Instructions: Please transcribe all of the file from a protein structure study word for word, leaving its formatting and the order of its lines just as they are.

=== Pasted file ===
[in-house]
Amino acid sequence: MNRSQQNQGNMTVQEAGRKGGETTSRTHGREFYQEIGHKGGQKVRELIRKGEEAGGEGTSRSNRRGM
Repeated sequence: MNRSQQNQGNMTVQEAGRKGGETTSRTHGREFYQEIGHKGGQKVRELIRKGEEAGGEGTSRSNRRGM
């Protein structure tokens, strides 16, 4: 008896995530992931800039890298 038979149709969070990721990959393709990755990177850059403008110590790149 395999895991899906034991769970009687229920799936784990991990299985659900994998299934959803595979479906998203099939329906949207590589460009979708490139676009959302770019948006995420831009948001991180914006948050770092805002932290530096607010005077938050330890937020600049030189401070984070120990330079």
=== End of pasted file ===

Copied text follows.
[in-house]
Amino acid sequence: MNRSQQNQGNMTVQEAGRKGGETTSRTHGREFYQEIGHKGGQKVRELIRKGEEAGGEGTSRSNRRGM
Repeated sequence: MNRSQQNQGNMTVQEAGRKGGETTSRTHGREFYQEIGHKGGQKVRELIRKGEEAGGEGTSRSNRRGM
């Protein structure tokens, strides 16, 4: 008896995530992931800039890298 038979149709969070990721990959393709990755990177850059403008110590790149 395999895991899906034991769970009687229920799936784990991990299985659900994998299934959803595979479906998203099939329906949207590589460009979708490139676009959302770019948006995420831009948001991180914006948050770092805002932290530096607010005077938050330890937020600049030189401070984070120990330079």